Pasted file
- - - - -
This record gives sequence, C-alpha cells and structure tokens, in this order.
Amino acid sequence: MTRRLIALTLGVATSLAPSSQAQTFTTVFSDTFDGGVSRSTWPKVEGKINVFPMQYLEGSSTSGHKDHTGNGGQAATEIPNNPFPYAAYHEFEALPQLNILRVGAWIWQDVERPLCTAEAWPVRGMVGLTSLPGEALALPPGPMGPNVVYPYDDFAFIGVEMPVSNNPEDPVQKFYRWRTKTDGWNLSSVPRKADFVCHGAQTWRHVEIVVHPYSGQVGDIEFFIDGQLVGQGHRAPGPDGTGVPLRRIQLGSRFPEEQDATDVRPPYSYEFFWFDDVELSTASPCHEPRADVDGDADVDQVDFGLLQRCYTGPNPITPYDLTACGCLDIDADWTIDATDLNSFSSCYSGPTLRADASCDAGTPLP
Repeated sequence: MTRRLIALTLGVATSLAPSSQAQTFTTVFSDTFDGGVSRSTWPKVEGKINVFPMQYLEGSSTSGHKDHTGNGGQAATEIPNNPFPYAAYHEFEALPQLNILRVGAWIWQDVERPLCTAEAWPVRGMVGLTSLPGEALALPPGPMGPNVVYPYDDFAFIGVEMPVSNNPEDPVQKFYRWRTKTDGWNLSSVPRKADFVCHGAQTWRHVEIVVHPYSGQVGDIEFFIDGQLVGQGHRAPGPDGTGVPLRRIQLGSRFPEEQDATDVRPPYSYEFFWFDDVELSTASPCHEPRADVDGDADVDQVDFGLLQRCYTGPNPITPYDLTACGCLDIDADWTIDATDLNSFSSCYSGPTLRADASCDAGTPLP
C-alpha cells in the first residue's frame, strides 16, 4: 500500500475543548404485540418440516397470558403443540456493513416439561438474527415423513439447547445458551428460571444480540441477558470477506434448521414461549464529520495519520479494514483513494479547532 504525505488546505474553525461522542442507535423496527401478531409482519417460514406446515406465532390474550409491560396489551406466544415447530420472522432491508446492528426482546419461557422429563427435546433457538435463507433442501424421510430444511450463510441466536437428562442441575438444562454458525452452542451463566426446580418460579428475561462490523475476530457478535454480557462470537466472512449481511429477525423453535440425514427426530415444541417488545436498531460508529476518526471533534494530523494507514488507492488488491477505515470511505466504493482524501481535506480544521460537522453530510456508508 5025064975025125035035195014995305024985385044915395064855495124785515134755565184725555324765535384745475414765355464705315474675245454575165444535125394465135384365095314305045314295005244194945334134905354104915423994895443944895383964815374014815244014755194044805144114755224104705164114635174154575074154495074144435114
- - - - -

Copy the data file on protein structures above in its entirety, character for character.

This record gives sequence, C-alpha cells and structure tokens, in this order.
Amino acid sequence: MTRRLIALTLGVATSLAPSSQAQTFTTVFSDTFDGGVSRSTWPKVEGKINVFPMQYLEGSSTSGHKDHTGNGGQAATEIPNNPFPYAAYHEFEALPQLNILRVGAWIWQDVERPLCTAEAWPVRGMVGLTSLPGEALALPPGPMGPNVVYPYDDFAFIGVEMPVSNNPEDPVQKFYRWRTKTDGWNLSSVPRKADFVCHGAQTWRHVEIVVHPYSGQVGDIEFFIDGQLVGQGHRAPGPDGTGVPLRRIQLGSRFPEEQDATDVRPPYSYEFFWFDDVELSTASPCHEPRADVDGDADVDQVDFGLLQRCYTGPNPITPYDLTACGCLDIDADWTIDATDLNSFSSCYSGPTLRADASCDAGTPLP
Repeated sequence: MTRRLIALTLGVATSLAPSSQAQTFTTVFSDTFDGGVSRSTWPKVEGKINVFPMQYLEGSSTSGHKDHTGNGGQAATEIPNNPFPYAAYHEFEALPQLNILRVGAWIWQDVERPLCTAEAWPVRGMVGLTSLPGEALALPPGPMGPNVVYPYDDFAFIGVEMPVSNNPEDPVQKFYRWRTKTDGWNLSSVPRKADFVCHGAQTWRHVEIVVHPYSGQVGDIEFFIDGQLVGQGHRAPGPDGTGVPLRRIQLGSRFPEEQDATDVRPPYSYEFFWFDDVELSTASPCHEPRADVDGDADVDQVDFGLLQRCYTGPNPITPYDLTACGCLDIDADWTIDATDLNSFSSCYSGPTLRADASCDAGTPLP
C-alpha cells in the first residue's frame, strides 16, 4: 500500500475543548404485540418440516397470558403443540456493513416439561438474527415423513439447547445458551428460571444480540441477558470477506434448521414461549464529520495519520479494514483513494479547532 504525505488546505474553525461522542442507535423496527401478531409482519417460514406446515406465532390474550409491560396489551406466544415447530420472522432491508446492528426482546419461557422429563427435546433457538435463507433442501424421510430444511450463510441466536437428562442441575438444562454458525452452542451463566426446580418460579428475561462490523475476530457478535454480557462470537466472512449481511429477525423453535440425514427426530415444541417488545436498531460508529476518526471533534494530523494507514488507492488488491477505515470511505466504493482524501481535506480544521460537522453530510456508508 5025064975025125035035195014995305024985385044915395064855495124785515134755565184725555324765535384745475414765355464705315474675245454575165444535125394465135384365095314305045314295005244194945334134905354104915423994895443944895383964815374014815244014755194044805144114755224104705164114635174154575074154495074144435114